After studying Romeo and Juliet in class and researching a brief history of the Globe Theatre, the year nine pupils embarked on an English outing to London. An early meet time (7:00) meant that we had plenty of time to travel to London. After the uneventful journey, we walked a short way along the Thames to reach the third recreation of the Globe Theatre. Then, we assembled into our groups and met our tour guides who showed us around the theatre and explained its history. Originally the Globe had a strict system of where you were seated based on how much you paid. The poor, referred to as groundlings, were packed tightly into the pit which was open to the elements because there was a giant hole in the roof which let natural light through. however, with an extra fee, slightly richer could sit in the lower galleries which normally cost two pence (and they had a roof!) For even more, people could sit in the upper galleries and the most exclusive seating area was behind the stage. Although it didn’t have the best view, it was a chance to be seen by everybody and to show off affluence. We then had the chance to participate in a dramatic workshop.
The workshop was led by an actor who regularly has parts in productions at the Globe and therefore she knew just how different performing at the globe was to a conventional theatre. The seating was three hundred and sixty degrees and large pillars holding the stage roof up meant that the actor would always have their back to someone and there would always be an obstructed view or ‘blind spot’. Our warmup was to pace around the room, completely filling the space whilst obeying simple instructions such as: stop, start, clap, and jump. We were then told that an actor must stay alert but energetic at the same time so she told us that we must reverse the action that was called. For example, if clap was said, we should jump then start became stop and vice-versa. Following the warmup, we were grouped into twos and this time, we were tasked with keeping as close to our partners as possible whilst they were trying to get away. We later understood that this was to replicate the scene in which Romeo must get away from Verona as he was banished from the Italian town. But Juliet wants Romeo to stay because of her undying love for him. As if by magic, we were each given a short extract from this scene and talked through various techniques in which we could use to add emphasis to certain words and to keep the audience captivated. We did this to mirror the amount of energy that actors at the Globe must use in all their performances. By changing volume and the emotion in our voices we learned to strengthen any word we choose and simply by stepping forward or back could determine the longing Juliet has for Romeo. We combined all we had learned in the session to create a final performance which concluded the drama workshop.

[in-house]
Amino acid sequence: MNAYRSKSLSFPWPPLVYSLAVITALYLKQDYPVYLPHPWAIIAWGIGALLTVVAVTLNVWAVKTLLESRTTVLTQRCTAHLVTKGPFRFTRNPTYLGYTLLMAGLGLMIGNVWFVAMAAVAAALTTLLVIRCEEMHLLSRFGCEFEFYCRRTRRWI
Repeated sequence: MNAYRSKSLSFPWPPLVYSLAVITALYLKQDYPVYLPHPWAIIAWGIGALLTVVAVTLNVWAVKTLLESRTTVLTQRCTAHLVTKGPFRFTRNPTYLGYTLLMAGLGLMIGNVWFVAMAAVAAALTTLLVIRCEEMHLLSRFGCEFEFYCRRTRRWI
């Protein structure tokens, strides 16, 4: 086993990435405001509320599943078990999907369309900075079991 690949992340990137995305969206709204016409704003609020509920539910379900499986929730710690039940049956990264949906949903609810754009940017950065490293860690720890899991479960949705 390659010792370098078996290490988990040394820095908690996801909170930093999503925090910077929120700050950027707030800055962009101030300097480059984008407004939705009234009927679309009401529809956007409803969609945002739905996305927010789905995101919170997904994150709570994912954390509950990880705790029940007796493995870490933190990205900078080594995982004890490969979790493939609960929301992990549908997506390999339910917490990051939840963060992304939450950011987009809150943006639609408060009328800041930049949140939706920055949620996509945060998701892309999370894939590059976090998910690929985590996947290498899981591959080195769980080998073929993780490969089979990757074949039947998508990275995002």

The performance of Romeo and Juliet that we saw on Friday was a production by the RSC, who are all very good at their jobs. The actors did well to get the different objectives of their roles across and showed the story through fluid transitions between scenes and well-spoken lines. At the beginning of the play the actor’s energy levels were high and remained high throughout the performance, this helped us, the audience, to stay engaged in what was happening in the play, at all times. The Globe has seating all around the stage, but the actors managed to talk to everyone by use of energetic movement and expression through gestures. They also often made eye-contact with members of the audience to show where Shakespeare had made some soliloquies. I thought that it was an excellent and surprising start, as the trapdoor and loud bang managed to get everyone’s attention but at points, they could have done a bit better to get the audience’s focus (especially when two people fainted!) I also thought that the costumes and minimalist set were interesting but effective.
Overall, we believed the trip to be fun and educational with many highlights and worth missing school for!
Sam Barwise and Harvey Morse, year 9